Random House was threatened with little more than emails and phone calls from an outraged academic before deciding, in its own words, ‘to postpone publication for the safety of the author, employees of Random House, booksellers and anyone else who would be involved in the distribution and sale of the novel’. According to a statement from the publishers, the company had received ‘from credible and unrelated sources, cautionary advice not only that the publication of this book might be offensive to some in the Muslim community, but also that it could incite acts of violence by a small, radical segment’.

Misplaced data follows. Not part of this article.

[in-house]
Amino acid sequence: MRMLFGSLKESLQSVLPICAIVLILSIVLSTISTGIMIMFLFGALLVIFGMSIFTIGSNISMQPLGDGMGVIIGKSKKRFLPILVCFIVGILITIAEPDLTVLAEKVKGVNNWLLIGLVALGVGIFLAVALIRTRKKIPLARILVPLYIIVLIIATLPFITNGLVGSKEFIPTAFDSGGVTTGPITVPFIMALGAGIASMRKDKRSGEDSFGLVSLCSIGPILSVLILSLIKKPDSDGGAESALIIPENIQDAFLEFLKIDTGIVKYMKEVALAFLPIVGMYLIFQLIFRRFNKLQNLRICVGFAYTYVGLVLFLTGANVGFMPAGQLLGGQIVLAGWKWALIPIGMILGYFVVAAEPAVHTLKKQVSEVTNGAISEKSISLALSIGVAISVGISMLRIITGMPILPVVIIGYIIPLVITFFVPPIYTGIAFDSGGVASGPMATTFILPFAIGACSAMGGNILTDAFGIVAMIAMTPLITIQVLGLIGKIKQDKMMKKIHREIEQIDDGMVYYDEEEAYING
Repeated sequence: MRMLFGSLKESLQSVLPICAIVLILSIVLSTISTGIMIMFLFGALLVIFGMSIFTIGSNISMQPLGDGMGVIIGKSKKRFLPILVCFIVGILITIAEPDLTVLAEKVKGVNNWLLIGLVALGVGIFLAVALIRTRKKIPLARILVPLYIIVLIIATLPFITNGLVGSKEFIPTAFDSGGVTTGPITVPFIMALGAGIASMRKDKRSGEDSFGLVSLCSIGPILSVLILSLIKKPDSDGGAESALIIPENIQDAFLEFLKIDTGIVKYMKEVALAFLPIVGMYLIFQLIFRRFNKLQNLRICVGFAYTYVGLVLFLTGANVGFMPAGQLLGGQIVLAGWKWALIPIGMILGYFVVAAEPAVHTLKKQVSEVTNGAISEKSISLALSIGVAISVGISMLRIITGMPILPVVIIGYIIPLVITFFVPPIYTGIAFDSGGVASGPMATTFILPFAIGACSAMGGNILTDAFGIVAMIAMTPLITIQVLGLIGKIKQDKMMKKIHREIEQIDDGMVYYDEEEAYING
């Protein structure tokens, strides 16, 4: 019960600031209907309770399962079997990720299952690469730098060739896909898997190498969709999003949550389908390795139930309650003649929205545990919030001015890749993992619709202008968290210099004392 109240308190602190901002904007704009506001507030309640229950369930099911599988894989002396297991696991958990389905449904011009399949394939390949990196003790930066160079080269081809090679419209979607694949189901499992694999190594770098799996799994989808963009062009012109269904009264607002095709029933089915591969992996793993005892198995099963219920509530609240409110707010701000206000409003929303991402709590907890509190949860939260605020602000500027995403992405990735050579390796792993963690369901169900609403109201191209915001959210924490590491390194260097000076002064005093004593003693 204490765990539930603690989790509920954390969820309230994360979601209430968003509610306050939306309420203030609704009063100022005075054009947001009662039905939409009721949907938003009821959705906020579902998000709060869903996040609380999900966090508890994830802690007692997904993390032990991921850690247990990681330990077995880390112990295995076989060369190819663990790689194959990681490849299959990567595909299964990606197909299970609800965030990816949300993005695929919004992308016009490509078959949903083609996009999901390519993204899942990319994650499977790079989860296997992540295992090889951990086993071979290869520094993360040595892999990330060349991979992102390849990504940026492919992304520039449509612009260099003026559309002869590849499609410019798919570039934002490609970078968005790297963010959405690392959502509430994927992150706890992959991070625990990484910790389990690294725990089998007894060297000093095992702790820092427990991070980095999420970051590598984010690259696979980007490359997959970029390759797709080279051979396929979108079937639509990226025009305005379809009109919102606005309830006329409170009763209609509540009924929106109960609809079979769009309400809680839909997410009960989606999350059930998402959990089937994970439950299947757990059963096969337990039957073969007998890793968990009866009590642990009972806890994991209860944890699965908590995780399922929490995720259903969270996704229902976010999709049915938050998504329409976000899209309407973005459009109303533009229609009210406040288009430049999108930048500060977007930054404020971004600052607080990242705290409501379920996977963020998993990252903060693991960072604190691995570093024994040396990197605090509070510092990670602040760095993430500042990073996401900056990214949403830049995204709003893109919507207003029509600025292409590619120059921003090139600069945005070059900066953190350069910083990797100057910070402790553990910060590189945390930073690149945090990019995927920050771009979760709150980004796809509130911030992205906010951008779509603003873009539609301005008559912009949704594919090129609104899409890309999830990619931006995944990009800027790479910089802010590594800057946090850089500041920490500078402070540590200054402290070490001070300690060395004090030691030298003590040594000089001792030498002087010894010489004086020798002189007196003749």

In fact, what happened was this. Spellberg told Shahed Amanullah, a guest lecturer on one of her courses and editor-in-chief of the popular altmuslim.com website, about The Jewel of Medina, claiming that it ‘made fun of Muslims and their history’. Amanullah in turn sent an email to an online forum for graduate students in Islamic studies to say that he had ‘just got a frantic call from a professor who got an advanced copy of the forthcoming novel Jewel of Medina – she said she found it incredible offensive’, and asking if anyone knew any more about the book. Amanullah’s email was reposted on Husaini Youths, a website for young Shias. Almost immediately a respondent called Ali Hemami suggested a ‘seven-point strategy’ for getting an ‘apology from … the author of the BOOK for writing such stuff.’ The strategy involved nothing more sinister than getting ‘one volunteer to draft a mail and send to people including us – so that all of us can fwd that mail to as many muslims as possible’, another ‘volunteer … to retreive [sic] the copy of this book and read it ASAP and share the details with the group’, and finding a ‘Couple of volunteers who would read as much material as possible about Holy Prophet’s wife Aisha and share the info with the group’. According to Amanullah, Random House executives noticed the post, took fright and moved to spike the book. An email from an outraged academic and a critical post on an online forum – that, it seems, was all it took for Random House to panic.